RHDS-OP-SF:

Readiness for Hospital Discharge Scale for Older People (Short Form)

TOPICS-CEP:

The Older Persons and Informal Caregivers Survey composite endpoint

UK:

United Kingdom

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Acknowledgements

Not applicable.

Funding

This study was supported by the National Institute for Health Research (Doctoral Research Fellowship NIHR300901 – salary for JDvO) and by the British Medical Association Foundation for Medical Research (Lift Into Research – lay collaborator engagement expenses). The funders had no role in the study’s design nor its data collection, interpretation, and presentation.

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JDvO conceived the study and obtained research funding under supervision by TJC, SPC, NM, and JMV. JDvO and BG designed the protocol and the search strategy. JDvO and AA screened citations and appraised study quality. JDvO, JL, VR and PR mapped the instrument constructs and formed the suitability recommendations. JDvO drafted the manuscript, and all authors contributed substantially to its revision. JDvO takes responsibility for the paper as a whole. All authors read and approved the final manuscript.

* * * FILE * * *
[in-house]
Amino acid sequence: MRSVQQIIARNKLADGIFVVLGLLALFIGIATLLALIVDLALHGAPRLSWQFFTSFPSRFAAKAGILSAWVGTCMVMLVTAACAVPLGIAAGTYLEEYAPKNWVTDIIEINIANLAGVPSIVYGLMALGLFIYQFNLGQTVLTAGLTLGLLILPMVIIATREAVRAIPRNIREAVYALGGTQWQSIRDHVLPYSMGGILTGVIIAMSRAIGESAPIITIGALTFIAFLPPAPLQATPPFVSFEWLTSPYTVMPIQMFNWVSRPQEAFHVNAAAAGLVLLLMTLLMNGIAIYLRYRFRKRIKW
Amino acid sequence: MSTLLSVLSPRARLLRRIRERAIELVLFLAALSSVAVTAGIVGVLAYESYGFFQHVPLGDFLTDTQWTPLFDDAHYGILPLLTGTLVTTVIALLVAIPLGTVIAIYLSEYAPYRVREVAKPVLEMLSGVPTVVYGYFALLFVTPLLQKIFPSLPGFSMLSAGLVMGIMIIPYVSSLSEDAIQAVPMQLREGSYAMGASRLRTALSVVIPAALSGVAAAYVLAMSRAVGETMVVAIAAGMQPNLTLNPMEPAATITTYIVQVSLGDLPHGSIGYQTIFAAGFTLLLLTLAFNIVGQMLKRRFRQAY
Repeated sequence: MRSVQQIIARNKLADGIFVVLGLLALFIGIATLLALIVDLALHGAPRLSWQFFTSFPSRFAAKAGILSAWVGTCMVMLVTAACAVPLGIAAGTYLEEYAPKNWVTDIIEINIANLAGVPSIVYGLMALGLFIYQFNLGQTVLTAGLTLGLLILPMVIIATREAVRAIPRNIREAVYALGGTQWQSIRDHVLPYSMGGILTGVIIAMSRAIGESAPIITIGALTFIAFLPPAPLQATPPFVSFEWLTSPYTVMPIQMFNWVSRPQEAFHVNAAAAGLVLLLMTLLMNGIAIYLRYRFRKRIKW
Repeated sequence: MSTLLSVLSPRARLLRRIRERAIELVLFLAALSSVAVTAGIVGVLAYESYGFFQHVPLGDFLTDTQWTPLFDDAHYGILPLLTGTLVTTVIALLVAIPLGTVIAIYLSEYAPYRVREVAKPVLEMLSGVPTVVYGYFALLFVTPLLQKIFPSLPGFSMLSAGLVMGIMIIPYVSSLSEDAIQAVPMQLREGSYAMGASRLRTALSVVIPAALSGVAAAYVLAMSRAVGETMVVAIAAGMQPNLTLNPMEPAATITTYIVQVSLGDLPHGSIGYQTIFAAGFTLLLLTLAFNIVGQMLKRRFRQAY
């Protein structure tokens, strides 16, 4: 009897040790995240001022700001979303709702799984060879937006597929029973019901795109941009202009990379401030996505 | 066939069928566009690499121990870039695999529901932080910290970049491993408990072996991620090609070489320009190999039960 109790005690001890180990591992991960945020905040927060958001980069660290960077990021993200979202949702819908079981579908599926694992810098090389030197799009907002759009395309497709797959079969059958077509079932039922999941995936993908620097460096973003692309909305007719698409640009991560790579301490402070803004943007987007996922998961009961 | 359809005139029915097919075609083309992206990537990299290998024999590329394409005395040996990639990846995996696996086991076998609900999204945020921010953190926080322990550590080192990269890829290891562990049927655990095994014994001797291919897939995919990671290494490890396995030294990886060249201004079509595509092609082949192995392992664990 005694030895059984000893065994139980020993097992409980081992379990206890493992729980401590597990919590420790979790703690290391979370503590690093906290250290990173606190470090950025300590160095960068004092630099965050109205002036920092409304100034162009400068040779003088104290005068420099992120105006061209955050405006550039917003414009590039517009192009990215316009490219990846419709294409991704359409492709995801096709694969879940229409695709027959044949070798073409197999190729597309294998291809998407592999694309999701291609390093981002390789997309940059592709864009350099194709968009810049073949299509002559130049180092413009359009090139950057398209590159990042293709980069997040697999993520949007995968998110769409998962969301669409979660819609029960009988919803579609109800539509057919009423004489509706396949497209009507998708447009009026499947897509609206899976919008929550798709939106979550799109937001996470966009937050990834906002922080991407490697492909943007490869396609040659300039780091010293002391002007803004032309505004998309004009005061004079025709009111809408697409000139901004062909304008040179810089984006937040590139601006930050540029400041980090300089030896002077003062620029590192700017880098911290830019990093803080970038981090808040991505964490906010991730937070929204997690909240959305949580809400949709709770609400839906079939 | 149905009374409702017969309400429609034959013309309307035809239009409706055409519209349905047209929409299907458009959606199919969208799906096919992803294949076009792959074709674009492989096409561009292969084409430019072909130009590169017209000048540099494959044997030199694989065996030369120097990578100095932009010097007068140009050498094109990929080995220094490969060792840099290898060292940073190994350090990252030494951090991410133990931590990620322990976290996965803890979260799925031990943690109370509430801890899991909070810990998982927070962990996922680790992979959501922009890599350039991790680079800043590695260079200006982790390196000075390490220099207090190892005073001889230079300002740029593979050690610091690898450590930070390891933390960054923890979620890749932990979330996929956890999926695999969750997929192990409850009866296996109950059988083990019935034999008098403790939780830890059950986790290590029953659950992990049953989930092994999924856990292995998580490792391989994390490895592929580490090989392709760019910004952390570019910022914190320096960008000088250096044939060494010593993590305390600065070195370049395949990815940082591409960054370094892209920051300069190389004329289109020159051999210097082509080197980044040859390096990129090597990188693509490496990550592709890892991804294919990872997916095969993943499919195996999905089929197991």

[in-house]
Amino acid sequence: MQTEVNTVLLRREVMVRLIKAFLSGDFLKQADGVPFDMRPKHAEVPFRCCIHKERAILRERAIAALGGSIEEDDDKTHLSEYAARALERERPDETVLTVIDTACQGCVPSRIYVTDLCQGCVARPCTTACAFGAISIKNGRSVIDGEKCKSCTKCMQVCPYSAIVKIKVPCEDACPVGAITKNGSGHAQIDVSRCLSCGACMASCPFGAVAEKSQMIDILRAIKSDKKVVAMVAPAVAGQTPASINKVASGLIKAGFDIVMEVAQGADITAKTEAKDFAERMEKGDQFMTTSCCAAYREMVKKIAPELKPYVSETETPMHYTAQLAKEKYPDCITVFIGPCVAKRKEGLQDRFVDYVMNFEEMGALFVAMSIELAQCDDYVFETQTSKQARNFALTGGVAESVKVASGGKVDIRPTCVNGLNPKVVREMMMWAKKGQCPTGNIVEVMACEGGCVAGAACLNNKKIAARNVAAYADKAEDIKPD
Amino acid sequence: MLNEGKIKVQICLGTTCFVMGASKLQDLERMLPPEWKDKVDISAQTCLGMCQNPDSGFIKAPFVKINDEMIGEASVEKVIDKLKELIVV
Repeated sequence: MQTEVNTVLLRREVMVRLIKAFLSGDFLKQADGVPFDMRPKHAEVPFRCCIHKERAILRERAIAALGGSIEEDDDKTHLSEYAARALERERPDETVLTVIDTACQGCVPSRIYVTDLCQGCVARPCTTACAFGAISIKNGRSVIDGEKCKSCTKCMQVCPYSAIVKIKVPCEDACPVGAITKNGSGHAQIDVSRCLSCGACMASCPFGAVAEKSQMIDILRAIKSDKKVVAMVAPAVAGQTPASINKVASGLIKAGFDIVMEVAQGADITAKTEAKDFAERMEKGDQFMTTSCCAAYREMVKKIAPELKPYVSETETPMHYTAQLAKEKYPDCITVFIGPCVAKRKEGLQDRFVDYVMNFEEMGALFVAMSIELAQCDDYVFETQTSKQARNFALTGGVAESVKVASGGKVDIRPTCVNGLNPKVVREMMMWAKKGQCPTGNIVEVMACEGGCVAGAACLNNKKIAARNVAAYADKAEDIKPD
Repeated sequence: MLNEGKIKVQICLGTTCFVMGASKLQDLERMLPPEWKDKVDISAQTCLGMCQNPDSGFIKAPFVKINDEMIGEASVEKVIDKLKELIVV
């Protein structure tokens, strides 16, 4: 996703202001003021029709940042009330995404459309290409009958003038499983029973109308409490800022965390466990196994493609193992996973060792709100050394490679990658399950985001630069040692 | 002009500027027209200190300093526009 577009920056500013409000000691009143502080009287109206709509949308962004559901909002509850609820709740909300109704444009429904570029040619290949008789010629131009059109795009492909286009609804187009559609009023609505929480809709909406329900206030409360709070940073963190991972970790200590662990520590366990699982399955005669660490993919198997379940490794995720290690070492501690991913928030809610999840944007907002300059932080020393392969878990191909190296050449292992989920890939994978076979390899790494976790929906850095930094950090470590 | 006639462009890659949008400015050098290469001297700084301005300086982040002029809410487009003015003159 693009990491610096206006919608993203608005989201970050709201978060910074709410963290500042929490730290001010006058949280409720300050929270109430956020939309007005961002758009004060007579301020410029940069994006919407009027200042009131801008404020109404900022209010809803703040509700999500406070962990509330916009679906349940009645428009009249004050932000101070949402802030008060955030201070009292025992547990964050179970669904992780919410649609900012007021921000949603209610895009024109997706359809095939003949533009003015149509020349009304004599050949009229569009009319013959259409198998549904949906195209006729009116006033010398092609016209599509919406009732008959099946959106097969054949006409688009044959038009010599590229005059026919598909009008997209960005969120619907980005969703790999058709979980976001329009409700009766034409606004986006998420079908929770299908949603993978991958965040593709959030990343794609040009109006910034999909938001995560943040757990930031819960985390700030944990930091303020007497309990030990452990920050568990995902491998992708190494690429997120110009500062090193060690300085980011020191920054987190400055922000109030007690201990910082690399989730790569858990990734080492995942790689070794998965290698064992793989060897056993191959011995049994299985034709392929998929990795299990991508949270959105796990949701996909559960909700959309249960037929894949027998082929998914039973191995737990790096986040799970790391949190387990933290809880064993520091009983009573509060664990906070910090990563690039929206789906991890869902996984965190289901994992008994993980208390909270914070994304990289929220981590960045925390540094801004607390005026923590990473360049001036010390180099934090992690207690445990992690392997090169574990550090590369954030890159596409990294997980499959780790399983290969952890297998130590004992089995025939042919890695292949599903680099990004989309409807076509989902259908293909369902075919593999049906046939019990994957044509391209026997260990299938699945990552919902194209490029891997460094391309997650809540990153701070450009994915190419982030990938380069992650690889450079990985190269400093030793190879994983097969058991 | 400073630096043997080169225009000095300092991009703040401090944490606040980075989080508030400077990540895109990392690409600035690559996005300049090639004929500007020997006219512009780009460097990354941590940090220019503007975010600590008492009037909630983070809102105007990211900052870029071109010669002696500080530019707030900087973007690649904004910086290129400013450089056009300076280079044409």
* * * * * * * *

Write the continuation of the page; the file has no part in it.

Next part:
Corresponding author

Correspondence to James David van Oppen.

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van Oppen, J.D., Alshibani, A., Coats, T.J. et al. A systematic review and recommendations for prom instruments for older people with frailty in emergency care. J Patient Rep Outcomes 6, 30 (2022). https://doi.org/10.1186/s41687-022-00438-x

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  • DOI: https://doi.org/10.1186/s41687-022-00438-x

Keywords

  • Frailty
  • Geriatrics
  • Emergency medicine
  • Patient-reported outcome measure
  • Patient satisfaction
  • Person-centred care